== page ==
Mr. Drew Mischke does quite a lot for local rock 'n' roll--whether it's booking great shows, getting promising local acts on bills with touring bands or pouring me a shot at 1 a.m., the guy's a consummate pro. So it's only fitting that the Mercy Lounge will be celebrating Mischke's birthday yacht-rock-cover-style. That's right, we're talking Hall and Oates, Kenny Loggins, Steely Dan, Michael McDonald. Who knows? Maybe even some Huey Lewis. (He's borderline y.r., right?)
Anyhow, the show will feature covers from The Pink Spiders, The Tits, KinderCastle and more. Jensen Sportag and And the Relatives will no longer be performing, but I have it on good authority that they'll be there drinkin', goofin' and singin' along to some of the 20th century's most shamefully white, feel-good soft rock. Don't forget to wear your dancing loafers.
In a tireless effort to outdo themselves once and for all, the masterminds behind the sporadic dance party Club Sportag have planned a massive New Year's Eve blowout titled "Return to Whatever." The event promises to be an audio/visual spectacle of epic proportions accompanied by a 30-foot interactive video screen, a 6,000-square-foot dance floor and complimentary valet and coat check to boot. The whole thing is going on at a new spot called The Warehouse, at 901 6th Ave South.
And while staff DJs Jensen Sportag, Justin Kase and Michael Madrid will be spinning a choice mix of 2008's best jams, Club Sportag has also asked the Cream to consult you, dear readers, on what song they should play when the ball drops. Club Sportag thanks you kindly in advance for your participation.
By Ben Westhoff
Hip-hop A-listers including Rick Ross, Akon and Plies were caught grossly exaggerating their gangster credentials this year. (Turns out they were painfully law-abiding. The horror!) But even if your favorite rapper wasn't caught in a lie, you can bet he or she put out a hilariously absurd record or two in 2008. Here are the most preposterous rap songs of 2008.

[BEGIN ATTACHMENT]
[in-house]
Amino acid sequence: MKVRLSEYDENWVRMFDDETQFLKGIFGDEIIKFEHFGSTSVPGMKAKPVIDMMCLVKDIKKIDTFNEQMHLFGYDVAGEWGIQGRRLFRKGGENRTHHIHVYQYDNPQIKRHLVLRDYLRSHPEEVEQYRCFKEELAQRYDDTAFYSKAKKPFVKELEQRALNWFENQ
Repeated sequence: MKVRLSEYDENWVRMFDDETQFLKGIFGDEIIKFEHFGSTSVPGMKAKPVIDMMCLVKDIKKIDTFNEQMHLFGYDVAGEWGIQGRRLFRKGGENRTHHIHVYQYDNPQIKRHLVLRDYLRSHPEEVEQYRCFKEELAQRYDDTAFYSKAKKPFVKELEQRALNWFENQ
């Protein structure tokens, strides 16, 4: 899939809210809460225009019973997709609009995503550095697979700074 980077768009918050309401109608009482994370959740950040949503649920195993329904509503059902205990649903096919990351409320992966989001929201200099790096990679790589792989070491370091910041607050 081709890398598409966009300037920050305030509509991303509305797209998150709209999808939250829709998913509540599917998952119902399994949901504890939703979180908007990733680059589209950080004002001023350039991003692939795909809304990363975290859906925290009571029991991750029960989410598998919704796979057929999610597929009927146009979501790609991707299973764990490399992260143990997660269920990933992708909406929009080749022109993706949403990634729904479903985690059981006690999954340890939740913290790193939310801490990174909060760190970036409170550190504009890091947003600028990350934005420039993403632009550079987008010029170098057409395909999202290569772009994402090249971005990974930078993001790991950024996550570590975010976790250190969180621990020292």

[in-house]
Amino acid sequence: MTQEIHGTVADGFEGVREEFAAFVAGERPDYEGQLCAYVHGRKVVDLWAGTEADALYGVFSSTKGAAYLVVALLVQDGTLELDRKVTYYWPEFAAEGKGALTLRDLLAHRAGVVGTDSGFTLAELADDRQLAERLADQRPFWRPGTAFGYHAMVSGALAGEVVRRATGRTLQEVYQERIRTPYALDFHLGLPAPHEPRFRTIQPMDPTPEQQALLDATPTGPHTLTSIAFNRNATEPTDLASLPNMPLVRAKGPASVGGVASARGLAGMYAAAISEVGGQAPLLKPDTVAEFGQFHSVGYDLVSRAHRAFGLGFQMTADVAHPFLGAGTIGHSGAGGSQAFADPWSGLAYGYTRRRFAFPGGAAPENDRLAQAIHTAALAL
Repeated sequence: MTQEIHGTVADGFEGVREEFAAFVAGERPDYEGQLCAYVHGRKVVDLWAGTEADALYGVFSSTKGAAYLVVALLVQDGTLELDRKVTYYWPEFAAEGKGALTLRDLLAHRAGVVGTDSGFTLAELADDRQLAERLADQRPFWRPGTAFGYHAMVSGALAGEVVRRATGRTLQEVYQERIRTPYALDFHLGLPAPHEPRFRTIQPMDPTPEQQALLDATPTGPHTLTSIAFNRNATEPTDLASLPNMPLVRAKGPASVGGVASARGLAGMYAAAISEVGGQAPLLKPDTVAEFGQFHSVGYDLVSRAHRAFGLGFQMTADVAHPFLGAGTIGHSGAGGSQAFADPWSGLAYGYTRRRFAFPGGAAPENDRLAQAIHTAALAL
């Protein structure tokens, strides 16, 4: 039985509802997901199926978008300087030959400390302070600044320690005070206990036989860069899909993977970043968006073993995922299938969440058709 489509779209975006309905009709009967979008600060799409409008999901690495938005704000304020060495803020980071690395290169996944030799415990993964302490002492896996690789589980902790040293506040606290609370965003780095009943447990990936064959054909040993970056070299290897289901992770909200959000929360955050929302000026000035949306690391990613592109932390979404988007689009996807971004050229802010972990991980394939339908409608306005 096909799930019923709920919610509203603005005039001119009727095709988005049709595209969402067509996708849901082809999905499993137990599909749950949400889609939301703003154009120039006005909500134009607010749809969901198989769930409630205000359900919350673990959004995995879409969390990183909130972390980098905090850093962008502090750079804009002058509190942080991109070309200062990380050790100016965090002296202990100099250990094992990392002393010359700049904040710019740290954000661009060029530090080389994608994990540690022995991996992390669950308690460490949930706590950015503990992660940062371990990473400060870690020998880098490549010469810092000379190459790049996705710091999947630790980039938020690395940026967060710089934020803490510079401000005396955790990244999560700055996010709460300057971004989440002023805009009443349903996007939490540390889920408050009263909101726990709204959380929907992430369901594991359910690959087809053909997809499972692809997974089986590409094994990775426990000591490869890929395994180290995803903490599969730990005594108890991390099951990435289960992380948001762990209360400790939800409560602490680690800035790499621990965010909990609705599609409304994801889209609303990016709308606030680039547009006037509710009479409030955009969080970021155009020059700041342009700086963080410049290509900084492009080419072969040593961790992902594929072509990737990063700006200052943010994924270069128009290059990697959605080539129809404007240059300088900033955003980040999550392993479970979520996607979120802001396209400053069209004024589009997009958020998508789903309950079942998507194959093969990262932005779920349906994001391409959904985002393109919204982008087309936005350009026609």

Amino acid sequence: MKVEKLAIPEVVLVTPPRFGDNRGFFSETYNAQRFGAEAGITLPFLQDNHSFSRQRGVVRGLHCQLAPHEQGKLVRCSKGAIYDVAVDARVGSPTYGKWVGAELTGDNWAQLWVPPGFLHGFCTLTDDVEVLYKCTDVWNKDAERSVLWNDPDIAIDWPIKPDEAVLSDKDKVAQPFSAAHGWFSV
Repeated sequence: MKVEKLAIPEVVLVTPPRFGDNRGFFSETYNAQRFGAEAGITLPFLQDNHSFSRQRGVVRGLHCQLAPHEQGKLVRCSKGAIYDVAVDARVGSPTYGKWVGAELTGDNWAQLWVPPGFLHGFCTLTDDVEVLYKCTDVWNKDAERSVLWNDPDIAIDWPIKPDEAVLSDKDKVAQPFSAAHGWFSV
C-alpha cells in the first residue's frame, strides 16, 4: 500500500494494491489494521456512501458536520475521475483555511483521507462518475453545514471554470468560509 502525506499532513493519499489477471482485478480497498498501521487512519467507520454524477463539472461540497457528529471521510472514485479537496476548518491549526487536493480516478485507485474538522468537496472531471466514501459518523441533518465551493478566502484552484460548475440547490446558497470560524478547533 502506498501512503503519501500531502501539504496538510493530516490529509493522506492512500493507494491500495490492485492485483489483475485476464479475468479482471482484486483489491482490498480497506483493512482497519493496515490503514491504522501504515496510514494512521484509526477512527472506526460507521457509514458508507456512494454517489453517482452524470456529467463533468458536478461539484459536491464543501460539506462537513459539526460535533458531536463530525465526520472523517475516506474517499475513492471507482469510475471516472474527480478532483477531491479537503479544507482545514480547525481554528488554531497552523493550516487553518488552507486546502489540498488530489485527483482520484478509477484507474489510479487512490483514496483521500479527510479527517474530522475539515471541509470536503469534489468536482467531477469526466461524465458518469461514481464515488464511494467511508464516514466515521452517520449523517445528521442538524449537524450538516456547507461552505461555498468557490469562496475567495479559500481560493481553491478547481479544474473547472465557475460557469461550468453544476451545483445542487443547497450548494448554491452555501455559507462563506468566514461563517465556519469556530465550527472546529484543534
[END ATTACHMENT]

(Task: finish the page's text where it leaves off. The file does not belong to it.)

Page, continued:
Though Rick Ross claimed on his debut album, Port of Miami, to know Manuel Noriega, The Smoking Gun website found that Ross was a prison guard rather than an international drug kingpin before he was famous. Perhaps they met in the can? In any case, his assertion on "The Boss" that he "made a couple million dollars last year dealing weight" is absurd. Still, we're tempted to give him a pass on his claim that "I don't make love/Baby we make magic," because, well, we wouldn't know.
"Love in This Club"
Sex in a puddle of Patrón, anyone? The story line on Usher's latest album, Here I Stand, is roughly "former playboy takes on fidelity and diapers." But on "Love in This Club," all that goes out the window. Ursh combines hip-hop and R&B's two great passions (discos and humping) without, sadly, elaborating on his exhibitionist fetish. It's clear from Young Jeezy's verse, however -- "It's going down on aisle three/ I'll bag you like some groceries" -- that he prefers to make love in the Piggly Wiggly.